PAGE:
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# lecture19 - Dierential Equations Linear Algebra Lecture 19...

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Differential Equations & Linear Algebra Lecture 19 Jianli XIE Email: [email protected] Department of Mathematics, SJTU Fall 2010

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Contents Systems of first order linear equations General form of systems of first order equations Existence and uniqueness theorems
Contents Systems of first order linear equations General form of systems of first order equations Existence and uniqueness theorems Matrix functions

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Contents Systems of first order linear equations General form of systems of first order equations Existence and uniqueness theorems Matrix functions Basic theory of systems of first order linear equations
Introduction There are many physical problems that involve a number of separate elements linked together in some manner. In these cases, the corresponding mathematical problem consists of a system of two or more differential equations, which can always be written as first order equations. To unify the presentation and to solve the systems of differential equations, we will utilize some of the elementary aspects of linear algebra. Systems of ordinary differential equations arise naturally in problems involving several dependent variables each of which is a function of the same single independent variable.

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Notations We will denote the independent variable by t , and will let x 1 , x 2 , x 3 , · · · represent dependent variables that are functions of t . Differentiation with respect to t will be denoted by a prime. Example A predator-prey system. Let x 1 ( t ) and x 2 ( t ) be the numbers of predator and prey, respectively. Without the prey the predators will increase, and without the predator the prey will increase. A simple predator-prey model is x 1 = a 1 x 1 - b 1 x 1 x 2 , x 2 = - a 2 x 2 + b 2 x 1 x 2 . The coefficient a 1 is the birth rate of the predator; a 2 is the death rate of the prey. The x 1 x 2 terms model the interaction of the two populations.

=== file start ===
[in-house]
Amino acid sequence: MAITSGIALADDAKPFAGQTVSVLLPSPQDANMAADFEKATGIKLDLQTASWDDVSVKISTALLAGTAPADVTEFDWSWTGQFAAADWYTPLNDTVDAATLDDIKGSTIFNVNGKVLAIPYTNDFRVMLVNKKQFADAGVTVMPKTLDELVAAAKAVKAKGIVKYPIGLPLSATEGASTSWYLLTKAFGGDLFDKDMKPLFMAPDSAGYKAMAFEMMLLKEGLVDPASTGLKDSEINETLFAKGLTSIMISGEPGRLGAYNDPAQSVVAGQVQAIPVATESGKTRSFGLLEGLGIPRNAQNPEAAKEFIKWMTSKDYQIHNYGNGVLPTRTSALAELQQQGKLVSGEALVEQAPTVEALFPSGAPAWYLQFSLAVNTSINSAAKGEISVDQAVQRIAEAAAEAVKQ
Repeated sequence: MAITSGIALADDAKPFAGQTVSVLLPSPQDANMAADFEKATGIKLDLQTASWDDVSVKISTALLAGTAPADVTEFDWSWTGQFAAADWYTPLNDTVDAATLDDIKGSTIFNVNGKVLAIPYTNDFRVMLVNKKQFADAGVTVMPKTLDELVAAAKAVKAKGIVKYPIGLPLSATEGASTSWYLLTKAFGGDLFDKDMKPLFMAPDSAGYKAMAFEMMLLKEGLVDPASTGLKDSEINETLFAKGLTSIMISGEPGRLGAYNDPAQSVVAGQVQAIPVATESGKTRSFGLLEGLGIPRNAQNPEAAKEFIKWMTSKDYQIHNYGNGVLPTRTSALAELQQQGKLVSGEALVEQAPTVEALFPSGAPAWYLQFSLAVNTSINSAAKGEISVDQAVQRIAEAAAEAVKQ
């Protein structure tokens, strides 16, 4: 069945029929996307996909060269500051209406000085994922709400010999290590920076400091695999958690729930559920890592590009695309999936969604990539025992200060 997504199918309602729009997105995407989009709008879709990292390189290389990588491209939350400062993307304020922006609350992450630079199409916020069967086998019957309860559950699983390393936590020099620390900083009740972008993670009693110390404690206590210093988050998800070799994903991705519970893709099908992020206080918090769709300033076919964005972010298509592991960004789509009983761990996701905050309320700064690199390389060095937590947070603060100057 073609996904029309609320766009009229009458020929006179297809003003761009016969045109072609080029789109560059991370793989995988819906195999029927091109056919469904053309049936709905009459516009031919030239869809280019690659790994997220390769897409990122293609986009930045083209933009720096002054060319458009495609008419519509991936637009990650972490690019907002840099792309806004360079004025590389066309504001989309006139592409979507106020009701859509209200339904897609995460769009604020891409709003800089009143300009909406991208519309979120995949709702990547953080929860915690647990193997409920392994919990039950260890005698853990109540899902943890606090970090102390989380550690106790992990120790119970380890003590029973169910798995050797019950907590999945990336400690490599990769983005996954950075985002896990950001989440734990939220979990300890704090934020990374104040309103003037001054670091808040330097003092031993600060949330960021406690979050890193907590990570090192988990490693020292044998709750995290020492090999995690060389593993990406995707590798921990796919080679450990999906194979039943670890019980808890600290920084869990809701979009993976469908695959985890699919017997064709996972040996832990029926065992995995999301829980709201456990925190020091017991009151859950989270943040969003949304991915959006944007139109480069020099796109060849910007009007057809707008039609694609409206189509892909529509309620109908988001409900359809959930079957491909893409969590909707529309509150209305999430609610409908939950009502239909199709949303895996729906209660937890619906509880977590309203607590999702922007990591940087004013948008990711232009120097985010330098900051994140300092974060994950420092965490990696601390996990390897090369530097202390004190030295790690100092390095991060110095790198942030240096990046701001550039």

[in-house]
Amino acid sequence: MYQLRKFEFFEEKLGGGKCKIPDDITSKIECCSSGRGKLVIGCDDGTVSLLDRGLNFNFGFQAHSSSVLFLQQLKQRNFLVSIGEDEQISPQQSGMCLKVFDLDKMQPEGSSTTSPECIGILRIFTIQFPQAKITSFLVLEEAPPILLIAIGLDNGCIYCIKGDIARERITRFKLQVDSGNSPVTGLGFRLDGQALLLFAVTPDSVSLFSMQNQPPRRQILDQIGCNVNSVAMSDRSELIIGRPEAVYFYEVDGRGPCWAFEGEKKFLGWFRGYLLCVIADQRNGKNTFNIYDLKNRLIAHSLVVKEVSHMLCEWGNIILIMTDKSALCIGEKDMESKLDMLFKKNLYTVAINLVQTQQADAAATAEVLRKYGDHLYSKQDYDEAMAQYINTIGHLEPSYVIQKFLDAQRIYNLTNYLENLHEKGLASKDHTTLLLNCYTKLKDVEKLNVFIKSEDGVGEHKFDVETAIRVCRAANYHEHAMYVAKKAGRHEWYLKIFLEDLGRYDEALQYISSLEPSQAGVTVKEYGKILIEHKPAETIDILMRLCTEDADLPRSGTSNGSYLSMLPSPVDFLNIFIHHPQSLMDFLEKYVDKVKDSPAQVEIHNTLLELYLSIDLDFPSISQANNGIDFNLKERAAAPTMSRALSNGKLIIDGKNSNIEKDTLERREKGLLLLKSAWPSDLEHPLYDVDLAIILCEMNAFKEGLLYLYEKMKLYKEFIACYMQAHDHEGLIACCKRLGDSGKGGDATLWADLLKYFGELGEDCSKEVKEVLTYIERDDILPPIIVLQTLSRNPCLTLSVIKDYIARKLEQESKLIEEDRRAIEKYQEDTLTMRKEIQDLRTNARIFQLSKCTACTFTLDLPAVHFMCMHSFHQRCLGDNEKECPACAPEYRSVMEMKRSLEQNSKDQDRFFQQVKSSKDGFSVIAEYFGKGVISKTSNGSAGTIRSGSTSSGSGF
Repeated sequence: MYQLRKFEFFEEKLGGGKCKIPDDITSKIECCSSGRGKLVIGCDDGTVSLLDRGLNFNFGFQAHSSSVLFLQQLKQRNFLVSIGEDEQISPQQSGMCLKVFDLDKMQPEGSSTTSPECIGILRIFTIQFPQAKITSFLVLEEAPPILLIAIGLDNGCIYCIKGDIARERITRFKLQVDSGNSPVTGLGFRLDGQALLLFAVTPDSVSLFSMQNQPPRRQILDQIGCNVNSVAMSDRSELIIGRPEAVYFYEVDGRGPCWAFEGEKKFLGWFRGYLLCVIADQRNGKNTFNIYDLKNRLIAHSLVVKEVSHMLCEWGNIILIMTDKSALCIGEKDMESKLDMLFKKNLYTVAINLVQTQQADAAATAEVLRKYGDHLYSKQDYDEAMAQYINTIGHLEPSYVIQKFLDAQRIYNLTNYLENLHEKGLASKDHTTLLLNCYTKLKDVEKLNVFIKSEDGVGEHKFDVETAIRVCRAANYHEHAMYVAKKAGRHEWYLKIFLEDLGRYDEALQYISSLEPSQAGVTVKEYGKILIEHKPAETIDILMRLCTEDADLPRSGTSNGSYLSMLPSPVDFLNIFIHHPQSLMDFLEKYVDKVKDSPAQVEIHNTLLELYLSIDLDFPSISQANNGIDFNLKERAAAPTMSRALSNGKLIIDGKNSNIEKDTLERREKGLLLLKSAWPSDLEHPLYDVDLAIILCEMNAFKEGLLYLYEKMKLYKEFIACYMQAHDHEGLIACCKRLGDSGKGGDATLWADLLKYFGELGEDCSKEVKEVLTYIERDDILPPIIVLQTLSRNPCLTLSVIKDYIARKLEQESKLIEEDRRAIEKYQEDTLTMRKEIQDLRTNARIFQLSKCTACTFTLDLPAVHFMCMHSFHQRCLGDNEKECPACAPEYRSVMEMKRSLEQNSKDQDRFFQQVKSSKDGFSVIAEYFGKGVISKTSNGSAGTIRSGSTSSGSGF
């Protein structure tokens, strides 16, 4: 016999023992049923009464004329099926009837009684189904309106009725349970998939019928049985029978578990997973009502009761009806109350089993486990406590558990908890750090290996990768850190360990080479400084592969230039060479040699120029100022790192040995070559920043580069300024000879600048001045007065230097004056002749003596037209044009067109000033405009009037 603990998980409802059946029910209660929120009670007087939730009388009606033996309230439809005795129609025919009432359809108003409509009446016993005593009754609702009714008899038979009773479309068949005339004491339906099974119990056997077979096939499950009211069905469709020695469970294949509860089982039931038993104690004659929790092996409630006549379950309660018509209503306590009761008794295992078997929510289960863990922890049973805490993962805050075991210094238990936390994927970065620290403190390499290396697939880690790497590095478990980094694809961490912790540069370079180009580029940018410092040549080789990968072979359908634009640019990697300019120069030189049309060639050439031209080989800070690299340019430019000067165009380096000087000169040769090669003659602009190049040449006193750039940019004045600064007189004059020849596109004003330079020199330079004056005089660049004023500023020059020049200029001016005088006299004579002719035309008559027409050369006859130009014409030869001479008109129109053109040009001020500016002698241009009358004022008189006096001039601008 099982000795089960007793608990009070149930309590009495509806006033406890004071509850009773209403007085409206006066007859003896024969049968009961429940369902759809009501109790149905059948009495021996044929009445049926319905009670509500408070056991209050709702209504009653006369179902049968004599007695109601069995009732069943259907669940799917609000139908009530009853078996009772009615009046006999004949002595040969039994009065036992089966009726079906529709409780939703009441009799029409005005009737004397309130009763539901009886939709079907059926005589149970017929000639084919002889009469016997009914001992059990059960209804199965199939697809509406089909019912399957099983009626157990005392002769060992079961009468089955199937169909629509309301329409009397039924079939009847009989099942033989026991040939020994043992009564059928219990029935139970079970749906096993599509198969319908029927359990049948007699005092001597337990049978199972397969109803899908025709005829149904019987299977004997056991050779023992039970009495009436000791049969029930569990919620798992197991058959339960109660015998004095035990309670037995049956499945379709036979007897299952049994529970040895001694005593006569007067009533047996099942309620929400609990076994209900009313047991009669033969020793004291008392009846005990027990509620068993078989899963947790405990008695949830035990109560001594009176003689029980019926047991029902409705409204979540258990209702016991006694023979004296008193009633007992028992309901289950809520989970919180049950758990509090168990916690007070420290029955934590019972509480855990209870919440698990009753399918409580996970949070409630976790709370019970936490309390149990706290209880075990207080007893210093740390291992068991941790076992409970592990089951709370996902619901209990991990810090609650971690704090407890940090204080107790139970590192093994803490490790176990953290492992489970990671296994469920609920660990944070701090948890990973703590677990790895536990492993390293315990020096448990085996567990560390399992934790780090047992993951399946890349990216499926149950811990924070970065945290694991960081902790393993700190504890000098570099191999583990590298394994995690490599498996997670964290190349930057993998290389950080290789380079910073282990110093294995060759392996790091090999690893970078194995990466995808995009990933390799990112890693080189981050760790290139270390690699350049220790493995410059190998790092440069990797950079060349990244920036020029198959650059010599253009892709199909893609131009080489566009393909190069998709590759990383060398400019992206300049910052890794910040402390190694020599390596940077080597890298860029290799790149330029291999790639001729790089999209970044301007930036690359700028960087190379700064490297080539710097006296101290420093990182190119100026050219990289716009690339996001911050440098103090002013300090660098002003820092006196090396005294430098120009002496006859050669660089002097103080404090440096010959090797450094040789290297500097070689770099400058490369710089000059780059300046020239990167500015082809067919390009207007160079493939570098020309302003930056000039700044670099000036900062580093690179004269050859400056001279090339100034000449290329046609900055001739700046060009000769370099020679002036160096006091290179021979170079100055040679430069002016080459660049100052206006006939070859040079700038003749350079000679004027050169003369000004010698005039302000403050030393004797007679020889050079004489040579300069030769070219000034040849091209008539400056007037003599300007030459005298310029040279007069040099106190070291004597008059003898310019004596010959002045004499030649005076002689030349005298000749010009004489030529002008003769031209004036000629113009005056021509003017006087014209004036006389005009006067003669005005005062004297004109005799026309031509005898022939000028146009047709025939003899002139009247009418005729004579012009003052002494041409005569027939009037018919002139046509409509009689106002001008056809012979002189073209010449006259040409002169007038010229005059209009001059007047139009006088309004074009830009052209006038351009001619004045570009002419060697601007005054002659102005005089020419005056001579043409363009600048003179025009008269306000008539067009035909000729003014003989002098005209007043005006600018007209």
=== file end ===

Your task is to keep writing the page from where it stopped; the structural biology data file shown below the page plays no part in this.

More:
Higher order equations Another reason why systems of first order equations are important is that equations of higher order can always be transformed into such systems. Example Suppose a spring-mass system is described by the second order differential equation u + 0 . 125 u + u = 0 . Rewrite this equation as a system of first order equations. Solution Let x 1 = u and x 2 = u . Then it follows that x 1 = x 2 and u = x 2 . Then by substituting u, u , u in the differential equation, we obtain x 2 + 0 . 125 x 2 + x 1 = 0 . Thus x 1 and x 2 satisfy the following system of two first order differential equations: x 1 = x 2 , x 2 = - x 1 - 0 . 125 x 2 .

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Higher order equations To transform an arbitrary n th order equation y ( n ) = F ( t, y, y , · · · , y ( n - 1) ) (1) into a system of n first order equations, we extend the method in the last example by introducing the variables x 1 , x 2 , · · · , x n defined by x 1 = y, x 2 = y , · · · , x n = y ( n - 1) . (2) It then follows immediately that x 1 = x 2 , x 2 = x 3 , · · · , x n - 1 = x n , (3) and, from equation (1), x n = F ( t, x 1 , x 2 , · · · , x n ) . (4)
Systems of first order equations Equations (3) and equation (4) form a system of n first order equations. The more general system has the following form

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